Claim: New versions of the Lincoln Cent will omit the motto "In God We Trust."
Example:[Collected via e-mail, September 2007]
THIS IS WHAT OUR NEW PENNIES WILL LOOK LIKE.
THANKS TO THE ACLU AND OTHER SIMILAR GROUPS THE WORDS "IN GOD WE TRUST" HAVE BEEN REMOVED.
WHEN ARE WE AS AMERICANS, GOING TO SAY ENOUGH IS ENOUGH AND STOP BOWING DOWN TO THOSE THAT TAKE OUR BELIEFS AND RIGHTS AWAY FROM US?
IF WE DON'T ACT SOON THEY WILL HAVE THE WORD "GOD" COMPLETELY ELIMINATED FROM OUR LANGUGE.
THEY'VE ALREADY STOPPED SCHOOL PRAYER, PRAYER AT SPORTING EVENTS AND NOW FROM OUR CURRENCY.
WHAT'S NEXT? WILL THEY OUTLAW PRAYER IN CHURCH?
WILL THEY OUTLAW THE SELL OF BIBLES?
TIME TO SPEAK UP BEFORE THE THE BELIEFS OF A FEW BECOME THE LAW.
September 2007 the U.S. Mint announced that in 2009, to commemorate the 200th anniversary of the birth of President Abraham Lincoln and the 100th anniversary of the introduction of the Lincoln Cent, it would update the venerable U.S. penny by introducing four rotating designs depicting different aspects of Lincoln's life. Some of the designs reported as being under consideration by the Citizens Coinage Advisory Committee (CCAC) in 2007 included a log cabin (to represent Lincoln's birth), and, as shown above, Lincoln reading a book (to represent the future president's early life), and Lincoln on the floor of the Illinois Legislature (to represent his early adulthood).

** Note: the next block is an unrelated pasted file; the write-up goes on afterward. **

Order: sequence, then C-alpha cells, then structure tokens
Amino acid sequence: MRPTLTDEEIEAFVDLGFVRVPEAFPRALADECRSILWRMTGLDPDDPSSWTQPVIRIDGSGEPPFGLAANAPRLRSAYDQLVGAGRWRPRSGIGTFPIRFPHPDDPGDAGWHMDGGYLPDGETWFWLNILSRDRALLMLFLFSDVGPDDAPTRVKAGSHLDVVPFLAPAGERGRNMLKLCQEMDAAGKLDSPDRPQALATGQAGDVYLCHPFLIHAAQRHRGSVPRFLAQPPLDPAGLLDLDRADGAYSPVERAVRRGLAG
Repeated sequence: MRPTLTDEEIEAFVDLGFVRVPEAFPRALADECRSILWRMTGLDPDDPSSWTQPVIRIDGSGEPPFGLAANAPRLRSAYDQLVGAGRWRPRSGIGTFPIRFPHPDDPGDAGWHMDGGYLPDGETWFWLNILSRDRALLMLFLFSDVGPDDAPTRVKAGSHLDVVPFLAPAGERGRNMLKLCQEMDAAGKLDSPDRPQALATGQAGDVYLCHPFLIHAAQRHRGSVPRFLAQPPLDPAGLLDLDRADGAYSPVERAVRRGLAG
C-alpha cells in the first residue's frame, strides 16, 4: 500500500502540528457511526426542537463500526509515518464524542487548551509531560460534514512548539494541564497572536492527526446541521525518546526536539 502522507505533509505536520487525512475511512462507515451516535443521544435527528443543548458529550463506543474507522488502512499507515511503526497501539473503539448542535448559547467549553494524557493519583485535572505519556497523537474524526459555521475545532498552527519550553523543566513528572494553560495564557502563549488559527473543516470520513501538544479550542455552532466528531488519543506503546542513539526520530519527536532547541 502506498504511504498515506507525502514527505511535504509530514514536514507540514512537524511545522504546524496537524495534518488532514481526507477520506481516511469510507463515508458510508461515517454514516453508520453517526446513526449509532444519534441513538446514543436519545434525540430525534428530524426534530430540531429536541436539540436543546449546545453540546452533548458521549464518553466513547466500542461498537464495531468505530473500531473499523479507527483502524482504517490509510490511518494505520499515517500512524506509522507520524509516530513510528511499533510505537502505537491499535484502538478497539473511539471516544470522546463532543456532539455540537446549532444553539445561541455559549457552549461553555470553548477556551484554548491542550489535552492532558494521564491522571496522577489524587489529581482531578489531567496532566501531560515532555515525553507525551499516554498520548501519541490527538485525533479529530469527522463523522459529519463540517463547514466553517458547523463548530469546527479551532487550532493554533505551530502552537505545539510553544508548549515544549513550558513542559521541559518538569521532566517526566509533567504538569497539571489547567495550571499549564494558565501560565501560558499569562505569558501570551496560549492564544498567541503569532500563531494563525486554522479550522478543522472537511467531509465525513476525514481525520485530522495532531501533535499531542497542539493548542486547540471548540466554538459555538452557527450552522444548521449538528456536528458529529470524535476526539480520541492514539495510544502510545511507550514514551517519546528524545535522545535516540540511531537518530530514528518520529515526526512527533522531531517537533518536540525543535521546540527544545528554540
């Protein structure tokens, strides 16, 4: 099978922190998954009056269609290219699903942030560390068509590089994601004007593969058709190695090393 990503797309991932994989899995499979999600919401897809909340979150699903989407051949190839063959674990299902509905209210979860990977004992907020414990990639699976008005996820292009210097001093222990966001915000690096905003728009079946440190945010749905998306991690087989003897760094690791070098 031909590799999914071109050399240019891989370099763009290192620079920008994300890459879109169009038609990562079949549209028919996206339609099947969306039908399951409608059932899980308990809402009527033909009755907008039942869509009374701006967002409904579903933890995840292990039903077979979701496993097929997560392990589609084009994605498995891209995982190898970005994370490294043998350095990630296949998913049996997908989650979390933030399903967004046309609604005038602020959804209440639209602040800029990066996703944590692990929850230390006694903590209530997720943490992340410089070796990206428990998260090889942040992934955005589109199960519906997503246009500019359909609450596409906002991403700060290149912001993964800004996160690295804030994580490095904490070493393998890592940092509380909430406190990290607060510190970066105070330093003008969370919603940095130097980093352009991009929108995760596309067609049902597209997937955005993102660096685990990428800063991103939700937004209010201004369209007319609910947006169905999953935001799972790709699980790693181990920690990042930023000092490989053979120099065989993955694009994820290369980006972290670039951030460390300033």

Predictably (given similar inaccurate rumors about the new presidential dollar coins), the release of these preliminary designs in late 2007 prompted claims that the forthcoming updated versions of the Lincoln Cent were yet more evidence of an insidious atheist plot to remove the motto "In God We Trust" from U.S. coinage. One simple fact is sufficient to shoot down such rumors, however: All of the designs under consideration were intended to appear on the reverse of the coin, replacing the engraving of the Lincoln Memorial which has graced that side of the Lincoln cent since 1959. The obverse of the coin, which features the famous profile of Lincoln underneath the words "In God We Trust," was always slated to remain intact:
Ultimately, the four designs chosen by the U.S. Mint for issuance as part of the 2009 Lincoln Bicentennial One Cent Program represented, as shown below, Lincoln's birth and early childhood in Kentucky (1809-1816),
his formative years in Indiana (1816-1830), his professional Life in Illinois (1830-1861), and his presidency in Washington, DC(1861-1865):